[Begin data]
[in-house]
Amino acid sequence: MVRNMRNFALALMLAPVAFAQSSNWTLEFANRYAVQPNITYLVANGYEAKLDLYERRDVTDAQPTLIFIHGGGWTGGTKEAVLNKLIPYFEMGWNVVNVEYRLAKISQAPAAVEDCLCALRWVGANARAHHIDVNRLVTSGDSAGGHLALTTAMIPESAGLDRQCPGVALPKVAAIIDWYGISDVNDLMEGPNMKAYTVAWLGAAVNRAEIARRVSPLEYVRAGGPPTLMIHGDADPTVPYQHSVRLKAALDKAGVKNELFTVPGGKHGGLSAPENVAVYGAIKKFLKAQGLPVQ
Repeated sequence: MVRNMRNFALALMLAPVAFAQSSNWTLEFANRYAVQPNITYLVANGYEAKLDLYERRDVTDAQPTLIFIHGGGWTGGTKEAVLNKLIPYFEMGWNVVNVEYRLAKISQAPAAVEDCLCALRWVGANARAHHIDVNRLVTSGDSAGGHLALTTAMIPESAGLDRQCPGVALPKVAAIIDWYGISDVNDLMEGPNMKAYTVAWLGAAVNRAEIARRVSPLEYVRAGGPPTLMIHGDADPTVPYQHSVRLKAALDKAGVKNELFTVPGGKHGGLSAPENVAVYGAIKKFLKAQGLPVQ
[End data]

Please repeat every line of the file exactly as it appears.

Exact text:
[in-house]
Amino acid sequence: MVRNMRNFALALMLAPVAFAQSSNWTLEFANRYAVQPNITYLVANGYEAKLDLYERRDVTDAQPTLIFIHGGGWTGGTKEAVLNKLIPYFEMGWNVVNVEYRLAKISQAPAAVEDCLCALRWVGANARAHHIDVNRLVTSGDSAGGHLALTTAMIPESAGLDRQCPGVALPKVAAIIDWYGISDVNDLMEGPNMKAYTVAWLGAAVNRAEIARRVSPLEYVRAGGPPTLMIHGDADPTVPYQHSVRLKAALDKAGVKNELFTVPGGKHGGLSAPENVAVYGAIKKFLKAQGLPVQ
Repeated sequence: MVRNMRNFALALMLAPVAFAQSSNWTLEFANRYAVQPNITYLVANGYEAKLDLYERRDVTDAQPTLIFIHGGGWTGGTKEAVLNKLIPYFEMGWNVVNVEYRLAKISQAPAAVEDCLCALRWVGANARAHHIDVNRLVTSGDSAGGHLALTTAMIPESAGLDRQCPGVALPKVAAIIDWYGISDVNDLMEGPNMKAYTVAWLGAAVNRAEIARRVSPLEYVRAGGPPTLMIHGDADPTVPYQHSVRLKAALDKAGVKNELFTVPGGKHGGLSAPENVAVYGAIKKFLKAQGLPVQ